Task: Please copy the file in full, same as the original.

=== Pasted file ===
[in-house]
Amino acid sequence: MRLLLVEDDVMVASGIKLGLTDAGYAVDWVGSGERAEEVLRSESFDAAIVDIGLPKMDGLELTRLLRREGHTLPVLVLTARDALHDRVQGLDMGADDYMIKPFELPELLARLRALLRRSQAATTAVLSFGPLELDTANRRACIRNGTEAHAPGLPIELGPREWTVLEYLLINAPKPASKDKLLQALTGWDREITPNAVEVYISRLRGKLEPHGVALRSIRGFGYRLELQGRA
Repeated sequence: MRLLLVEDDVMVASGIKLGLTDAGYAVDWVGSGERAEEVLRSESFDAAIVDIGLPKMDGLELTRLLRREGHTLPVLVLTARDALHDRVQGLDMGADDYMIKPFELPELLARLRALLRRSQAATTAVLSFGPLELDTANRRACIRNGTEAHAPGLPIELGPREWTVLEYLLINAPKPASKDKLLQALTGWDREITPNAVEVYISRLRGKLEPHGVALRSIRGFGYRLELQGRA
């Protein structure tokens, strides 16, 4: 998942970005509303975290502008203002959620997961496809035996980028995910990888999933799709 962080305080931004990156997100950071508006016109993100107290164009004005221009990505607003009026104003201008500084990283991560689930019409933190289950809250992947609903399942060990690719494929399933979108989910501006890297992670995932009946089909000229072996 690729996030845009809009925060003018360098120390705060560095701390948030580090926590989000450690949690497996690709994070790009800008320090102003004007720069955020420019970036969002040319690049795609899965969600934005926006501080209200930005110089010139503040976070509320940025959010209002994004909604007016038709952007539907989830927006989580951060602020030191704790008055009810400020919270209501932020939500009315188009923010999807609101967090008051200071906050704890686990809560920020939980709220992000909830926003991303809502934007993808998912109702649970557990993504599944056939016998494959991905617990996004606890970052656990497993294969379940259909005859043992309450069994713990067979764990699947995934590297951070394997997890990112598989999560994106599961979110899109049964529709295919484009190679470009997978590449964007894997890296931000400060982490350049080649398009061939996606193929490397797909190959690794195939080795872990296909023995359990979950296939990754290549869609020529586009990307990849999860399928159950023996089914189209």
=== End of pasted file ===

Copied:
[in-house]
Amino acid sequence: MRLLLVEDDVMVASGIKLGLTDAGYAVDWVGSGERAEEVLRSESFDAAIVDIGLPKMDGLELTRLLRREGHTLPVLVLTARDALHDRVQGLDMGADDYMIKPFELPELLARLRALLRRSQAATTAVLSFGPLELDTANRRACIRNGTEAHAPGLPIELGPREWTVLEYLLINAPKPASKDKLLQALTGWDREITPNAVEVYISRLRGKLEPHGVALRSIRGFGYRLELQGRA
Repeated sequence: MRLLLVEDDVMVASGIKLGLTDAGYAVDWVGSGERAEEVLRSESFDAAIVDIGLPKMDGLELTRLLRREGHTLPVLVLTARDALHDRVQGLDMGADDYMIKPFELPELLARLRALLRRSQAATTAVLSFGPLELDTANRRACIRNGTEAHAPGLPIELGPREWTVLEYLLINAPKPASKDKLLQALTGWDREITPNAVEVYISRLRGKLEPHGVALRSIRGFGYRLELQGRA
């Protein structure tokens, strides 16, 4: 998942970005509303975290502008203002959620997961496809035996980028995910990888999933799709 962080305080931004990156997100950071508006016109993100107290164009004005221009990505607003009026104003201008500084990283991560689930019409933190289950809250992947609903399942060990690719494929399933979108989910501006890297992670995932009946089909000229072996 690729996030845009809009925060003018360098120390705060560095701390948030580090926590989000450690949690497996690709994070790009800008320090102003004007720069955020420019970036969002040319690049795609899965969600934005926006501080209200930005110089010139503040976070509320940025959010209002994004909604007016038709952007539907989830927006989580951060602020030191704790008055009810400020919270209501932020939500009315188009923010999807609101967090008051200071906050704890686990809560920020939980709220992000909830926003991303809502934007993808998912109702649970557990993504599944056939016998494959991905617990996004606890970052656990497993294969379940259909005859043992309450069994713990067979764990699947995934590297951070394997997890990112598989999560994106599961979110899109049964529709295919484009190679470009997978590449964007894997890296931000400060982490350049080649398009061939996606193929490397797909190959690794195939080795872990296909023995359990979950296939990754290549869609020529586009990307990849999860399928159950023996089914189209």